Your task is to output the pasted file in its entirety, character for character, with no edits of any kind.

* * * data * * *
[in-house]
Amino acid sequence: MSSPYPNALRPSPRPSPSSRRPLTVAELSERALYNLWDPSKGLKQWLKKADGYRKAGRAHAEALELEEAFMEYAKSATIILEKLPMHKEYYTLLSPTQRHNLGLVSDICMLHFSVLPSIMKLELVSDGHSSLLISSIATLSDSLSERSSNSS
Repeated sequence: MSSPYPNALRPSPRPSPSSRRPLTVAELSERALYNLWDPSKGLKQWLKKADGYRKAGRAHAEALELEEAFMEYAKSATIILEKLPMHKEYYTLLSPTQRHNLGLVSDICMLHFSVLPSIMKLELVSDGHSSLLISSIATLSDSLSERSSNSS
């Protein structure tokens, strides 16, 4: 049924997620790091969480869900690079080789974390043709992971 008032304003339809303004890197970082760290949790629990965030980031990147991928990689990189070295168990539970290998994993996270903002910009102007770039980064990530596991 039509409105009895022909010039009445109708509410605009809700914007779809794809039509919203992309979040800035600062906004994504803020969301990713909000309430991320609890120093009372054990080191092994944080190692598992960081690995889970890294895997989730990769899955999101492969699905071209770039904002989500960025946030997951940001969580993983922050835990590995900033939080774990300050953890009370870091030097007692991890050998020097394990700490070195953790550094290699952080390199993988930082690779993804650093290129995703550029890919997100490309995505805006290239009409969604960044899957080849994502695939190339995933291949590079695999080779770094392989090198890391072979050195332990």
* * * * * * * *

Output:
[in-house]
Amino acid sequence: MSSPYPNALRPSPRPSPSSRRPLTVAELSERALYNLWDPSKGLKQWLKKADGYRKAGRAHAEALELEEAFMEYAKSATIILEKLPMHKEYYTLLSPTQRHNLGLVSDICMLHFSVLPSIMKLELVSDGHSSLLISSIATLSDSLSERSSNSS
Repeated sequence: MSSPYPNALRPSPRPSPSSRRPLTVAELSERALYNLWDPSKGLKQWLKKADGYRKAGRAHAEALELEEAFMEYAKSATIILEKLPMHKEYYTLLSPTQRHNLGLVSDICMLHFSVLPSIMKLELVSDGHSSLLISSIATLSDSLSERSSNSS
């Protein structure tokens, strides 16, 4: 049924997620790091969480869900690079080789974390043709992971 008032304003339809303004890197970082760290949790629990965030980031990147991928990689990189070295168990539970290998994993996270903002910009102007770039980064990530596991 039509409105009895022909010039009445109708509410605009809700914007779809794809039509919203992309979040800035600062906004994504803020969301990713909000309430991320609890120093009372054990080191092994944080190692598992960081690995889970890294895997989730990769899955999101492969699905071209770039904002989500960025946030997951940001969580993983922050835990590995900033939080774990300050953890009370870091030097007692991890050998020097394990700490070195953790550094290699952080390199993988930082690779993804650093290129995703550029890919997100490309995505805006290239009409969604960044899957080849994502695939190339995933291949590079695999080779770094392989090198890391072979050195332990």